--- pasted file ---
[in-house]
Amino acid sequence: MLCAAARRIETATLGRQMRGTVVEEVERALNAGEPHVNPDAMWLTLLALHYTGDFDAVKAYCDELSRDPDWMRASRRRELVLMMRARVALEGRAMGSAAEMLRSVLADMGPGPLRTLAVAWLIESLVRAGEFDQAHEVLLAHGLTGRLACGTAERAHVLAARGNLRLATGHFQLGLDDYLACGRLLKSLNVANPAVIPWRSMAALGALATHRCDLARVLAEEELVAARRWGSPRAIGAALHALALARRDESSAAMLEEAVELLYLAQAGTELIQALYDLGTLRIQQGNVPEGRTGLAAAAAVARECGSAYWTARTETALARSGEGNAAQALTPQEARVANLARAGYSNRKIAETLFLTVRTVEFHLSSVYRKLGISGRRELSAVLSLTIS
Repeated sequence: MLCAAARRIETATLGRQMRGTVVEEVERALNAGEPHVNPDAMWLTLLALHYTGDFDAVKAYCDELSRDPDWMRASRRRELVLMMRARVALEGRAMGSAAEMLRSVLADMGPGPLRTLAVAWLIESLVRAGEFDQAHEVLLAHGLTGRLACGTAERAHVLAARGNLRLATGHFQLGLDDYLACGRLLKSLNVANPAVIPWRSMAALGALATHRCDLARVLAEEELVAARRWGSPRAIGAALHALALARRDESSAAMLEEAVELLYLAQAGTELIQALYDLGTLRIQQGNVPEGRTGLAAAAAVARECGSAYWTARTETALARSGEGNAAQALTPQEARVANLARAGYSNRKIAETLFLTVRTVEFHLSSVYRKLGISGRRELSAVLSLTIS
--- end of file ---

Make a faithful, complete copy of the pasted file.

[in-house]
Amino acid sequence: MLCAAARRIETATLGRQMRGTVVEEVERALNAGEPHVNPDAMWLTLLALHYTGDFDAVKAYCDELSRDPDWMRASRRRELVLMMRARVALEGRAMGSAAEMLRSVLADMGPGPLRTLAVAWLIESLVRAGEFDQAHEVLLAHGLTGRLACGTAERAHVLAARGNLRLATGHFQLGLDDYLACGRLLKSLNVANPAVIPWRSMAALGALATHRCDLARVLAEEELVAARRWGSPRAIGAALHALALARRDESSAAMLEEAVELLYLAQAGTELIQALYDLGTLRIQQGNVPEGRTGLAAAAAVARECGSAYWTARTETALARSGEGNAAQALTPQEARVANLARAGYSNRKIAETLFLTVRTVEFHLSSVYRKLGISGRRELSAVLSLTIS
Repeated sequence: MLCAAARRIETATLGRQMRGTVVEEVERALNAGEPHVNPDAMWLTLLALHYTGDFDAVKAYCDELSRDPDWMRASRRRELVLMMRARVALEGRAMGSAAEMLRSVLADMGPGPLRTLAVAWLIESLVRAGEFDQAHEVLLAHGLTGRLACGTAERAHVLAARGNLRLATGHFQLGLDDYLACGRLLKSLNVANPAVIPWRSMAALGALATHRCDLARVLAEEELVAARRWGSPRAIGAALHALALARRDESSAAMLEEAVELLYLAQAGTELIQALYDLGTLRIQQGNVPEGRTGLAAAAAVARECGSAYWTARTETALARSGEGNAAQALTPQEARVANLARAGYSNRKIAETLFLTVRTVEFHLSSVYRKLGISGRRELSAVLSLTIS